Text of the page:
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Nicole Arzt

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5 Crushing Tips for Working Remotely


Research estimates that upwards of 58% of the U.S workforce will be freelancing and working remotely by 2028. That's a staggering number, and it's one that both employers and employees need to adequately prepare for. While working remotely has its obvious perks, it comes with numerous challenges as well. Let's get into what you need to know to succeed and rise above the competition.

Adapt a Productive Schedule 

Undoubtedly, there are plenty of benefits to the 9-5 lifestyle, and the structure provided within your schedule is certainly one of them. When you work remotely, it's not uncommon to juggle multiple tasks, work under several deadlines, and even contract with several different employers.

Even though you aren't punching a time clock, you need an accountability system that will keep you focused and on track. When I work remotely for my freelancing writing, I tend to be at my sharpest in the very early morning. That means rising up at 6:00 am and aiming to punch out a solid hour to hour and a half to complete my work.

That's before getting ready and prepared for my full-time gig! I'll top off any leftover writing in the evenings after dinner- but I'll give myself a hard deadline to stop working a few hours before bed to unwind. I know that I'm simply not productive pulling overnighters- but some people are! You need to find what works best for you. 

Self-care is important. Learn how to carve in regular breaks throughout your day to recharge your emotional batteries (it's actually good for your work ethic as well).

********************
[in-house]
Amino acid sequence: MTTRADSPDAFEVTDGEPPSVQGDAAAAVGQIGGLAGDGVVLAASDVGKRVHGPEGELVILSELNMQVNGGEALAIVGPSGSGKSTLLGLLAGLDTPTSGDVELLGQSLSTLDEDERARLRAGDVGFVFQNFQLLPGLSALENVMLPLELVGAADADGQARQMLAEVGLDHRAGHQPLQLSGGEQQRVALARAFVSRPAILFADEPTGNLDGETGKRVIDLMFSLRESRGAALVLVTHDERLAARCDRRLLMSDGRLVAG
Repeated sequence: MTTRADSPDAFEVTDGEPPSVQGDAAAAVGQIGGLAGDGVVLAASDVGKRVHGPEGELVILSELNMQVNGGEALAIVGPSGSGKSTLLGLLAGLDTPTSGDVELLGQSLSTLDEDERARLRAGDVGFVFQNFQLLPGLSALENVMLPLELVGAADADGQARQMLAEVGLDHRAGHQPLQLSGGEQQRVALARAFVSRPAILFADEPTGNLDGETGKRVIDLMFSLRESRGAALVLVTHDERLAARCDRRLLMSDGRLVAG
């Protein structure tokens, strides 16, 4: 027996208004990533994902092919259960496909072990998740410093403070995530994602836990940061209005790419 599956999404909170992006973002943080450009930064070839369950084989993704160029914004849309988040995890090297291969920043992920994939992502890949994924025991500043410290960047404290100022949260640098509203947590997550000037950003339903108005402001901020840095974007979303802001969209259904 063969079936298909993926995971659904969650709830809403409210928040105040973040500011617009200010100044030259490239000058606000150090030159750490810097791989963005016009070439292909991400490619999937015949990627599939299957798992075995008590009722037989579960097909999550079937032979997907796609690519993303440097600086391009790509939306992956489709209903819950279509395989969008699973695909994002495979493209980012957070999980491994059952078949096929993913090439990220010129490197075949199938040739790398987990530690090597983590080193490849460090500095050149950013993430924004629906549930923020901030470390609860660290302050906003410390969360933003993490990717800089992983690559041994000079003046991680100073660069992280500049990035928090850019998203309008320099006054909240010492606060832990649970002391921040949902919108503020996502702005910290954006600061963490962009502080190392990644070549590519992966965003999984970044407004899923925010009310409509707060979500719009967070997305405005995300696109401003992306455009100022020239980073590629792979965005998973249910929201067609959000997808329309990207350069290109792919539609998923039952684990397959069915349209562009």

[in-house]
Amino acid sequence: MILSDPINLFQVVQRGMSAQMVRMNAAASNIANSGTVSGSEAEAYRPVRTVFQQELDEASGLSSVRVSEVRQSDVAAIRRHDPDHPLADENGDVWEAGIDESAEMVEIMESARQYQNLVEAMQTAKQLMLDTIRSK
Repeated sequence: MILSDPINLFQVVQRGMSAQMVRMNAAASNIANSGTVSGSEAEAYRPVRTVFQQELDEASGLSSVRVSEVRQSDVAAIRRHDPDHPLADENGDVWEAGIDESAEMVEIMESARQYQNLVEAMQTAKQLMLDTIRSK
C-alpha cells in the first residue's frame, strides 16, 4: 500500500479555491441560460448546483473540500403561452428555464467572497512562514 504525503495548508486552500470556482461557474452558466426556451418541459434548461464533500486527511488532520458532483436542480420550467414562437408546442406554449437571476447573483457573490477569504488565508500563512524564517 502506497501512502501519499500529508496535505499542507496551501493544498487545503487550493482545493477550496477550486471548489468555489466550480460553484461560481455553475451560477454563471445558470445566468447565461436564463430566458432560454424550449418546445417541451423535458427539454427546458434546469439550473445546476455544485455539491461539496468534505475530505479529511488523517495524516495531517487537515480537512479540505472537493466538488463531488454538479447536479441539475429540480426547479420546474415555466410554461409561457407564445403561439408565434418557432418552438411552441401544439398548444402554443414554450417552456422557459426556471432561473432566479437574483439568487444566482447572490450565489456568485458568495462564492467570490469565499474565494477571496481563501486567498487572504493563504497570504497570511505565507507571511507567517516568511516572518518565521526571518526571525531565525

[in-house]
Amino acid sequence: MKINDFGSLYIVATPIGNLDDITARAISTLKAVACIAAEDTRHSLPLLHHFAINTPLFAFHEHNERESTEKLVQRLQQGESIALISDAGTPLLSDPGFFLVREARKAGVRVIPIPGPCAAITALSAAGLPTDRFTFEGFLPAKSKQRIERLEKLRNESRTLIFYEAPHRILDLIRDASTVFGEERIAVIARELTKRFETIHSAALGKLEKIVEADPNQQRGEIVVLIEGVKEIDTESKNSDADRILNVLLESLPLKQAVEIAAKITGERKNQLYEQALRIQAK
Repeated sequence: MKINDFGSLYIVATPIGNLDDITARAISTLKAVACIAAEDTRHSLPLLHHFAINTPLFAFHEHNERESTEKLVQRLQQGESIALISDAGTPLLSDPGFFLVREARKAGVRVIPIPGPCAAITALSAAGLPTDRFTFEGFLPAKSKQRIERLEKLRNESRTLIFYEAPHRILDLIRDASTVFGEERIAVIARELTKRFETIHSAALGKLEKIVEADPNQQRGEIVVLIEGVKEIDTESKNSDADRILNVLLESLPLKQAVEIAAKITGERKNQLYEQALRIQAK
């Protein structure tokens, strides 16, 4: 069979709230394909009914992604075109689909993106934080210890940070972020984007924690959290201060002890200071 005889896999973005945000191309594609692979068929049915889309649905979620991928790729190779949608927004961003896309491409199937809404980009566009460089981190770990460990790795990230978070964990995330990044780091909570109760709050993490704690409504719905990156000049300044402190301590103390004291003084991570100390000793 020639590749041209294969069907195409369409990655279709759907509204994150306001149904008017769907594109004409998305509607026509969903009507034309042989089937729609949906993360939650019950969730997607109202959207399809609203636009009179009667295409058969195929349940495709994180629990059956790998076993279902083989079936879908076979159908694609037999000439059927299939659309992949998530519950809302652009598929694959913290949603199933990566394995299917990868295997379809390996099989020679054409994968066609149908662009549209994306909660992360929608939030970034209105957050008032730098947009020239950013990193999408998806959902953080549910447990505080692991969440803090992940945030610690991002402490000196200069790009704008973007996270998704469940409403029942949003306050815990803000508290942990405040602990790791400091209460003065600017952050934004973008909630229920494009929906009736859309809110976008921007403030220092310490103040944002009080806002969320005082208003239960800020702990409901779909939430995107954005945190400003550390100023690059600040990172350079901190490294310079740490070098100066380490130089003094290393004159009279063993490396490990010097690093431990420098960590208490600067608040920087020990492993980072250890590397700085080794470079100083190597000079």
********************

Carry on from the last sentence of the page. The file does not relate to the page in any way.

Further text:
Prepare For Work 

You need some kind of designated workspace (and your bed or cluttered kitchen table does not count). I have a designated desk, bookshelf, computer, and printer. When I need to do my work, I make sure to move to the actual desk to do it. 

While you're at it, make sure that your workspace looks and feels aesthetically pleasing. You want your area to inspire and motivate- not remind you of all the clutter you need to clean. 

Finally, bust out of the pajamas routine. You don't have to bust into a formal business suit, but there's something psychological to be said about physically "dressing" and getting ready in the morning. 

Connect With Your Team & Employers 

Loneliness is a real threat to working remotely. You don't have the benefits of the office gossip, lunchtime giggles, or procrastinating your work by prank-calling your coworkers. With that said, technology makes it easier than ever to stay connected.

Chances are, you'll be expected to do some kind of conference calls or video chats with your team. Embrace them! Make sure that you invest in a comfortable pair of headphones and use the time to make sure that you're asking questions and engaging in relevant dialogue as well.

The more your employer gets to know you on a personal and human level, the more productive you'll likely feel in your work- and the more connected you'll feel to the company you are providing services for- talk about a win-win!

Plan Outside Social Interaction

Yes, it's important to engage with your remote colleagues and employers, but it's vital that you have face-to-face interaction. It doesn't need to be major, either. It can be as simple as a standing yoga class with a friend or coffee date with a family member. 

Make sure that you are regularly carving out time to be out in the world in social settings- both with peers and with complete strangers. You don't want to fall into the dangerous habit of becoming an isolated hermit and working all day. Not only will you stumble in your social skills (huge career mistake), but you'll also be on a quicker path towards mental burnout. 

Prioritize & Organize 

You may have the (good) problem of having too many items on your working to-do list. When this happens, it's easy to feel overwhelmed or lose sight of your tasks. 

Stay on track by investing your money and time into finding an organization system that works for you. I know that I work well with an old-fashioned paper planner. As much as I adore technology, I've tried (and failed) at using various apps and online calendars. They just don't work for me- and they don't provide the same satisfaction as physically crossing off my to-do items as I complete them.

You need to find what works for you, and you'll need to practice acceptance because you definitely  won't get everything done in one day! That's called breing a human, and that's okay!

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